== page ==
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Basic Research and Writing: Library Resources

Some helpful tips for getting started with research and writing.

Where to Find Resources

What kind of information is published where, and where is it in the library?

  • Definitions (found in encyclopedias, dictionaries, handbooks) – found in library catalog because they’re books.
  • News & general summary information (found in newspaper and news-magazine articles) – articles are located with index databases. Some full-text news articles can be found in Academic Search Complete and Lexis-Nexis Academic.
  • Scholarly analysis (found in books and journal articles) – Books are found in library catalog; Articles (some full-text) are found in databases such as JSTOR which a is scholarly full-text journal article database; Print Journals are listed in the library catalog.
  • Articles about specific subjects (found in journals on/about specific subject) use “Databases by Subject” for the best databases for each area of study.
  • History of a given topic (found in journal articles and books) – Books are found in library catalog; Articles (some full-text) are found in databases such as JSTOR which a is scholarly full-text journal article database; Print Journals are listed in the library catalog.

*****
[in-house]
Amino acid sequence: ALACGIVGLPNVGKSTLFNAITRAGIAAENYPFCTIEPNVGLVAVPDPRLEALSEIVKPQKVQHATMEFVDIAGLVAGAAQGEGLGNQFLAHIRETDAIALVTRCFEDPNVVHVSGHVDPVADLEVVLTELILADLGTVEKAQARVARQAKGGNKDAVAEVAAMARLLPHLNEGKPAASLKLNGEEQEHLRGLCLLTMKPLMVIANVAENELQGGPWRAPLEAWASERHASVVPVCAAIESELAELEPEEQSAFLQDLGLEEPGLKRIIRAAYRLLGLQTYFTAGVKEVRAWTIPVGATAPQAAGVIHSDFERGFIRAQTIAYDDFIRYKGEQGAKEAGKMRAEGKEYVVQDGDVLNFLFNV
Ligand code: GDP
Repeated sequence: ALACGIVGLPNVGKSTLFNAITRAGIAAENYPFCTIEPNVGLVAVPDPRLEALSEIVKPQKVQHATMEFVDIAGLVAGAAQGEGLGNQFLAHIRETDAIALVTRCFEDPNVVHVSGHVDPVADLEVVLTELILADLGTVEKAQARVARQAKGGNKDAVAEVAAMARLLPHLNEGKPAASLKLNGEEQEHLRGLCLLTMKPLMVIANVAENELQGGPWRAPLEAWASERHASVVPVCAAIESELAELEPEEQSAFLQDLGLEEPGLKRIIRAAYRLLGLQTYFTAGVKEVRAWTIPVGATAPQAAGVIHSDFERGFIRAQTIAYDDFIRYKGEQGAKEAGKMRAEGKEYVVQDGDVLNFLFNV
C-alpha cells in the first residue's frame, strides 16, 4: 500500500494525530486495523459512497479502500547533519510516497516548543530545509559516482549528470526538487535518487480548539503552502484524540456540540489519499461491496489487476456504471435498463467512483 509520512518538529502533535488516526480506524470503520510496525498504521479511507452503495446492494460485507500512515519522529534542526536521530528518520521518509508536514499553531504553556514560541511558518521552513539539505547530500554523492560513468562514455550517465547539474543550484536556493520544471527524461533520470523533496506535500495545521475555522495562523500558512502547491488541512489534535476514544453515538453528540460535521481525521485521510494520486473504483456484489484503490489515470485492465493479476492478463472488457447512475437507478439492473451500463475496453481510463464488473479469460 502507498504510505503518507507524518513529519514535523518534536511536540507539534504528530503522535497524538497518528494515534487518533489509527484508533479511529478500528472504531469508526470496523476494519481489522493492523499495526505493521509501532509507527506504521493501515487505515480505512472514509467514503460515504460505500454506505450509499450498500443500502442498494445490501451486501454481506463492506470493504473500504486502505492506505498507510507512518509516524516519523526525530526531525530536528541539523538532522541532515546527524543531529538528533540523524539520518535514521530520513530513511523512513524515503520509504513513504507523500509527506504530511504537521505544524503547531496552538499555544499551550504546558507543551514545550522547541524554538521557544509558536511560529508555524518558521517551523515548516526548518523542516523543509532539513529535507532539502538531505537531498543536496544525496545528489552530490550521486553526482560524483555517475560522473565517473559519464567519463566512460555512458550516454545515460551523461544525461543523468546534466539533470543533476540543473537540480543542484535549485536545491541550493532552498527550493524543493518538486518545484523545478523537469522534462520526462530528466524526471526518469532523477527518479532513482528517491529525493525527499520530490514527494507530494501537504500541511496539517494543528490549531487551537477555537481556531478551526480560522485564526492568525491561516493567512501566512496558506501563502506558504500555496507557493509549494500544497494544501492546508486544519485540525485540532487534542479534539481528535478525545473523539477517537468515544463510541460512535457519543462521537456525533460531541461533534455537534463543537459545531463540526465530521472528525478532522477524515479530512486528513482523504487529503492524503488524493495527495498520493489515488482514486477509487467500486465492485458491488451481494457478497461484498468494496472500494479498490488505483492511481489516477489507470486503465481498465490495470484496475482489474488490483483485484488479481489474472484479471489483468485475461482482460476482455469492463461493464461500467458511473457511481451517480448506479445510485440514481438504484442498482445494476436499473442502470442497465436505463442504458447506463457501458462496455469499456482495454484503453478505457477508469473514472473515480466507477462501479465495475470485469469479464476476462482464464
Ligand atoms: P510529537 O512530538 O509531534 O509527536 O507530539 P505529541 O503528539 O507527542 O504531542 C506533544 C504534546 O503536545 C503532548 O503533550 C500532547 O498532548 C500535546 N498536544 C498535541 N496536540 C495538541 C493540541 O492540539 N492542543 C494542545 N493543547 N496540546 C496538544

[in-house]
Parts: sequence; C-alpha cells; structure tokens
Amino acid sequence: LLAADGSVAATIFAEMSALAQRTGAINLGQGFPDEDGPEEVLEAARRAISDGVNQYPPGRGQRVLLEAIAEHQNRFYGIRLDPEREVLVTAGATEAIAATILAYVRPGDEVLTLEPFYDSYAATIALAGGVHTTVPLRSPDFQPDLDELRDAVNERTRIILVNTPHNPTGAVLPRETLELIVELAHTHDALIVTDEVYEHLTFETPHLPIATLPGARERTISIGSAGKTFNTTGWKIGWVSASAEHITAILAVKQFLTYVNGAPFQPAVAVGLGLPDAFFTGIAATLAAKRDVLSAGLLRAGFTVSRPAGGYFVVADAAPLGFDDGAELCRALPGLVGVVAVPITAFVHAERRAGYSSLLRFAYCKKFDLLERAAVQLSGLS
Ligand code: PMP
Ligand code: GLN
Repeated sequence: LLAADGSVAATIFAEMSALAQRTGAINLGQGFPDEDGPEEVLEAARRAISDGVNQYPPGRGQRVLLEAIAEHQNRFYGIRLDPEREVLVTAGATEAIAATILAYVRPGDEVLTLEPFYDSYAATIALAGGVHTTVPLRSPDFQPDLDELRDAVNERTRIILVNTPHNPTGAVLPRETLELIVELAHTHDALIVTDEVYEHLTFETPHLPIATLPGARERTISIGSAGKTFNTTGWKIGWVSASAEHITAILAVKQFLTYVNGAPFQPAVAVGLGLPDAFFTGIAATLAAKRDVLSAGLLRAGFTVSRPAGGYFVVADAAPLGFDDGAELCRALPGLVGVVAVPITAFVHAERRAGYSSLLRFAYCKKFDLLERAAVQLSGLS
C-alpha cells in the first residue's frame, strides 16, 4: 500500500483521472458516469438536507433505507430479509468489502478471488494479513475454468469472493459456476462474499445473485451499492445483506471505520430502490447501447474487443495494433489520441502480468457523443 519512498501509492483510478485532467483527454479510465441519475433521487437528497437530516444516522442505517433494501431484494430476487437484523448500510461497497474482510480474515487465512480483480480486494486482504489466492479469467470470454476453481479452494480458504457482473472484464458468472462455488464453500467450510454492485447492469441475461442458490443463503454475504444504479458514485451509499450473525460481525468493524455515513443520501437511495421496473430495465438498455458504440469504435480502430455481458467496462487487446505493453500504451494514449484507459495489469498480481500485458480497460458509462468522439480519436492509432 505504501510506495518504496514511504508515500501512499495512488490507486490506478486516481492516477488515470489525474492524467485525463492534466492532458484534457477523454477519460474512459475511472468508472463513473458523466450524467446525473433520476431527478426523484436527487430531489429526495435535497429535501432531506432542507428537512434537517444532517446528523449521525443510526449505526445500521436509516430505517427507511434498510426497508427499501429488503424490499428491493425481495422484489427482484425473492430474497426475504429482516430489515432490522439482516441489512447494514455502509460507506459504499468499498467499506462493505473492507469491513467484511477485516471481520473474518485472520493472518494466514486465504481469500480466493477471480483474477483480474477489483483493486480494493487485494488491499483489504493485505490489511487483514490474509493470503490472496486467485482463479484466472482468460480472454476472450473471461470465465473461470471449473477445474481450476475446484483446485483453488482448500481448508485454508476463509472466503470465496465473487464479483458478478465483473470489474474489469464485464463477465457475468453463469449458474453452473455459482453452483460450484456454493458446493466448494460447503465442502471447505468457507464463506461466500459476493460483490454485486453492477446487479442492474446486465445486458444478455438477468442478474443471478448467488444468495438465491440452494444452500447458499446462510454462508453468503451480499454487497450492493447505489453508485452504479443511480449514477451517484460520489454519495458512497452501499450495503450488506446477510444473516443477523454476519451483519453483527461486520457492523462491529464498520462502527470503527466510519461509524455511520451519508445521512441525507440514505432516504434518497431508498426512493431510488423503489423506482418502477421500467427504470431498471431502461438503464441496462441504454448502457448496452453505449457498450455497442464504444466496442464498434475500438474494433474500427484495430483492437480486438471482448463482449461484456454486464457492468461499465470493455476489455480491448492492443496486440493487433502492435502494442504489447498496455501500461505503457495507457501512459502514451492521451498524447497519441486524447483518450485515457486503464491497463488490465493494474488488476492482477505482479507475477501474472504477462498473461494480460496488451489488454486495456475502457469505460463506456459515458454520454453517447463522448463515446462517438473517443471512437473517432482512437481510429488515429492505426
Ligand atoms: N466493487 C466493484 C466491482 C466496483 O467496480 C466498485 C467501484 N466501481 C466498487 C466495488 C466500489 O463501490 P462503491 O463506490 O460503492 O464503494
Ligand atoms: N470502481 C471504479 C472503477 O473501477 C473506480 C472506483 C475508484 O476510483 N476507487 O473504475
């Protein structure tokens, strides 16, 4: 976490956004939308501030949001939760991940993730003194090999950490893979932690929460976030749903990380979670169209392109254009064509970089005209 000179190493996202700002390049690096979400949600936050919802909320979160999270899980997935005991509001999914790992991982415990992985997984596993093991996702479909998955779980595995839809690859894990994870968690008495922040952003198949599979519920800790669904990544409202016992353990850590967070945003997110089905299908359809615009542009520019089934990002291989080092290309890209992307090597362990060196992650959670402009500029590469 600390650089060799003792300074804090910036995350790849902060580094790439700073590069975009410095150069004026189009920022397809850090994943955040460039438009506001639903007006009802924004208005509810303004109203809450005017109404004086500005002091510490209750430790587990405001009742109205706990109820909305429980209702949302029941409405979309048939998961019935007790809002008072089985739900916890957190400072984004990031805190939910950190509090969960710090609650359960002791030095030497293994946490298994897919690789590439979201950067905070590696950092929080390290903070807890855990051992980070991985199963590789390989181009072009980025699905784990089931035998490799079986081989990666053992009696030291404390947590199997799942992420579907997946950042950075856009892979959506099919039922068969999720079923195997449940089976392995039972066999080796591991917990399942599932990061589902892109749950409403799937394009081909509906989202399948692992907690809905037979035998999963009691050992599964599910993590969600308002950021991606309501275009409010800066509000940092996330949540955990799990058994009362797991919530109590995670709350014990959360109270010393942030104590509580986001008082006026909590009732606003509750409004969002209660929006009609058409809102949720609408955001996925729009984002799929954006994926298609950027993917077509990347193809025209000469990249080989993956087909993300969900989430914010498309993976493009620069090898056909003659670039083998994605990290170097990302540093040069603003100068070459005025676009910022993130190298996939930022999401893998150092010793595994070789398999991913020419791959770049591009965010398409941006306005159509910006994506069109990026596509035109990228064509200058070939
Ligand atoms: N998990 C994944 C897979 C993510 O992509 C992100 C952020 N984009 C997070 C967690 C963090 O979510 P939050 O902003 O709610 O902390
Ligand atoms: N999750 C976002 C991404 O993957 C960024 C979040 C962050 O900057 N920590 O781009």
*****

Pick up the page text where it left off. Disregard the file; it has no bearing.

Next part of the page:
• Special-interest approaches to a given topic (found in magazines, organizational newsletters, web-sites).
  • Opinions (found in newspaper and magazine editorials, books, and web sites published by special-interest groups).  

Things to Keep in Mind:

Journals vs. Magazines
    Journals

  1. Are published to disseminate information; very subject specific
  2. Usually published monthly or quarterly
  3. Articles are footnoted and have bibliographies
  4. Examples: Journal of the American Medical Association, Childhood Education

    Magazines

  1. Are published primarily to make a profit for the publisher
  2. Usually published weekly or monthly
  3. Rarely contain footnotes or bibliographies
  4. Examples: Time, Sports Illustrated, Readers Digest

Web Sites

  1. Who is the author?
  2. Is the site scholarly in nature?
  3. Is it about your research topic? Or did the search engine just find it because of keywords?
  4. Do you know the meaning of .gov, .edu, .org, .com?